Tux on VM

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Sunday, July 06, 2008







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Linux for Big Iron

Moving Part of a File System to another Linux/390 Volume

Note that this process can be generalized to _any_ part of your directory structure. /usr just happens to be the one piece that is most frequently broken out.

  1. Add your new DASD volume to your system. How this is done will depend on whether you are running a 2.2.x kernel, or a 2.4.x one. Note that if you have a 2.2.x kernel, adding DASD will require rebooting your system.
  2. Format your new DASD volume and run mke2fs on it.
  3. Use /mnt as a temporary mount point for the new file system, and mount the DASD volume on it:
            mount /dev/dasd?1 /mnt
  4. Copy your current root file system to the new volume:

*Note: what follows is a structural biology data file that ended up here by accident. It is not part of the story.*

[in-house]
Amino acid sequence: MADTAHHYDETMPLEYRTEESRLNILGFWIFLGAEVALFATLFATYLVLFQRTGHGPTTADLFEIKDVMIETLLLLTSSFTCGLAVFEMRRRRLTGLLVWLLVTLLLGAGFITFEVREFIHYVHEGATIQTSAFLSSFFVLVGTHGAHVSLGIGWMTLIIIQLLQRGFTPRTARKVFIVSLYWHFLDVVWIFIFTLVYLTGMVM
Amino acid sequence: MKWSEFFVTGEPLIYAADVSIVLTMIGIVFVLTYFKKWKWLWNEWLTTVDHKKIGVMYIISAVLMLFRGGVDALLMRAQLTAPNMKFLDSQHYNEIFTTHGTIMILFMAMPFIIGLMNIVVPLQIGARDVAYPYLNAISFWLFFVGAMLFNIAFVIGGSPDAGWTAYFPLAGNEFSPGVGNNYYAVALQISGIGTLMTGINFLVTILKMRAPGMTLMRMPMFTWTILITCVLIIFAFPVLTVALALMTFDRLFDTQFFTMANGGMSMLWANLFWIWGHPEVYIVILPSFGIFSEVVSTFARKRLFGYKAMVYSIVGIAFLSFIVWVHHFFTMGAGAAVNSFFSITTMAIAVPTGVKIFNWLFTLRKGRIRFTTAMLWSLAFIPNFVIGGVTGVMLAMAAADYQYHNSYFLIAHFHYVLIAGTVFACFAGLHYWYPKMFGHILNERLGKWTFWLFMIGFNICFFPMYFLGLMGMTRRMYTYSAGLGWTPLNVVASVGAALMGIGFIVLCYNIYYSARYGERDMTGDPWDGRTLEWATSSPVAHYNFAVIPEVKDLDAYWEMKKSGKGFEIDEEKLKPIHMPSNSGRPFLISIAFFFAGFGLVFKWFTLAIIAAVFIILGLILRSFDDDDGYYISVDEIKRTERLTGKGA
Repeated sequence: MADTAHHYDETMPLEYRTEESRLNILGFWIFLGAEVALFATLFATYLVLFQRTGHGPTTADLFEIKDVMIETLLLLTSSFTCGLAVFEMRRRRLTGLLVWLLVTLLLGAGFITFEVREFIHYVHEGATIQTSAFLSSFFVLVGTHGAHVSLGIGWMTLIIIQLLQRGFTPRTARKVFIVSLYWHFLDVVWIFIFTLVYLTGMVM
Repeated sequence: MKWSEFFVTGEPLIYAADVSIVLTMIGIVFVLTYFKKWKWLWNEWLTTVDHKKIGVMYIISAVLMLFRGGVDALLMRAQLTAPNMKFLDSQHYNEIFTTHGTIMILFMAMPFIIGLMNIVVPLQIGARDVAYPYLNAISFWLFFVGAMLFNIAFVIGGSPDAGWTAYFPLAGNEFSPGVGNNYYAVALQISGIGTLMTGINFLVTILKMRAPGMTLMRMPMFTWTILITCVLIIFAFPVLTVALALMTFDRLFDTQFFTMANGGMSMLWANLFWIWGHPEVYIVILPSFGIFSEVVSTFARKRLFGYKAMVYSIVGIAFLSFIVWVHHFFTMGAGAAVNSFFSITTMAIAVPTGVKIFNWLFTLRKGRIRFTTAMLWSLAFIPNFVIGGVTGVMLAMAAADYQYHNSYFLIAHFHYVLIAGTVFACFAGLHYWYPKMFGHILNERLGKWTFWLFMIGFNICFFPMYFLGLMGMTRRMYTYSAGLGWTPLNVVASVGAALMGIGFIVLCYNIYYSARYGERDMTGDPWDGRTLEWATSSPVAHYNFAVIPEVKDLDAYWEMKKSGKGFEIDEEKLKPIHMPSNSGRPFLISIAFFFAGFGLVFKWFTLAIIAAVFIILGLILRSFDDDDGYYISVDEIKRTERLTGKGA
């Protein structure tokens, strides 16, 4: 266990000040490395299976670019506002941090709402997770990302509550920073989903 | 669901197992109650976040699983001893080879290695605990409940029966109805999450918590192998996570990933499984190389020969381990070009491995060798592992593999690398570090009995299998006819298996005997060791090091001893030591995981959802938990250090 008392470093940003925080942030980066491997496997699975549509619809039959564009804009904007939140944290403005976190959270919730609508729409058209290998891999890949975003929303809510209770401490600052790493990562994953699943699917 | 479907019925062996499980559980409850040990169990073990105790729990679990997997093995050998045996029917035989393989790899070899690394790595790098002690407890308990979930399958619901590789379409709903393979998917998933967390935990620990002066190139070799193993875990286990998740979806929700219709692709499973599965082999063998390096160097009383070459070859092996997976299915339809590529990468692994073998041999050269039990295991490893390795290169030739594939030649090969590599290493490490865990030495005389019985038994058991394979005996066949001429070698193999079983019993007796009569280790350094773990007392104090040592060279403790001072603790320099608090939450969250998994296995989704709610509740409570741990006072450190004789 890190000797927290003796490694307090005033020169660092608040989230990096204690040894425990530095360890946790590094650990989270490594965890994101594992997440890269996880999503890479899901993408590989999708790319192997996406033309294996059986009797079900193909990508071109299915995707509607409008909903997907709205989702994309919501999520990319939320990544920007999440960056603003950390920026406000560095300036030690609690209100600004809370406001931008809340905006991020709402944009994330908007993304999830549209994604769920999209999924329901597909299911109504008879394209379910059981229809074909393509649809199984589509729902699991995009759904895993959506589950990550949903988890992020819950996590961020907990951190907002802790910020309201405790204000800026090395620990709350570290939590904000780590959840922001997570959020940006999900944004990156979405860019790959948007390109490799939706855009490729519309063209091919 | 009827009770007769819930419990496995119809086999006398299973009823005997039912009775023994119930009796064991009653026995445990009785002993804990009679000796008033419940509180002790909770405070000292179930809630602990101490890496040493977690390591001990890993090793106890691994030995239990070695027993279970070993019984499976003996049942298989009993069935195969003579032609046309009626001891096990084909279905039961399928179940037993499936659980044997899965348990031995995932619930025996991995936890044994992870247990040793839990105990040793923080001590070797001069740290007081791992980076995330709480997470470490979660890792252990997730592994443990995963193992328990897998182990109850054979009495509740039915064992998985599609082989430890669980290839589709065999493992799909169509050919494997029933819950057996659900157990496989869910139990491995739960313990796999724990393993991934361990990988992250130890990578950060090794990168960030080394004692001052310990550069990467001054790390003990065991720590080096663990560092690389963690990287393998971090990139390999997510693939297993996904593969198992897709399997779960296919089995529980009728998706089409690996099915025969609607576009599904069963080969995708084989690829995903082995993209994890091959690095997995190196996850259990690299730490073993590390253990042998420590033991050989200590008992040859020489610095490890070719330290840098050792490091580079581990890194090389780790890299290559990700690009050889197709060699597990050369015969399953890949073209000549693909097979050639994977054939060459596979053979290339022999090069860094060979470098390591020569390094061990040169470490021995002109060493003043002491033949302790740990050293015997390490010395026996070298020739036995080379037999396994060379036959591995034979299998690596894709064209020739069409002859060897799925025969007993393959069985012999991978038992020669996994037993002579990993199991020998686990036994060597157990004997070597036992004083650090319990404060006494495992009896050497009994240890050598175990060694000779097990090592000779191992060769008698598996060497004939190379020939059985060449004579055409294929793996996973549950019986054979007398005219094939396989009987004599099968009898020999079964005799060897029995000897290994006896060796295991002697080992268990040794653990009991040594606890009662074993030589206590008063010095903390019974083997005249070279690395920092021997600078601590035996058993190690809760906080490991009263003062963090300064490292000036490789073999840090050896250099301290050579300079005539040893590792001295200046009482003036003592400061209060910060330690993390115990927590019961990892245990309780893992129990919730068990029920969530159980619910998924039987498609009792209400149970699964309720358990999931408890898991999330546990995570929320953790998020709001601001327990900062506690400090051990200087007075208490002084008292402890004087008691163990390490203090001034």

cd /usr
            tar -clpSf - . | (cd /mnt ; tar -xpSf - )
  5. (optional) Compare the two file systems for equality:
            cd /
            diff -r /usr /mnt  
  6. Mount your new file system as /usr:
            umount /mnt
            mount /dev/dasd?1 /usr  
  7. Update /etc/fstab with the new mountpoint:
            /dev/dasd?1   /usr  ext2  defaults  1  2  
  8. At some later time, take your system down to single user mode, umount the new /usr file system (make sure it gets unmounted), and delete everything that was in /usr on your root file system:
            telinit 1
            umount /usr
            cd /usr
            rm -rf * .*
            cd /
            mount /dev/dasd?1 /usr
            telinit 2  (or 3, depending you what is in your /etc/inittab)


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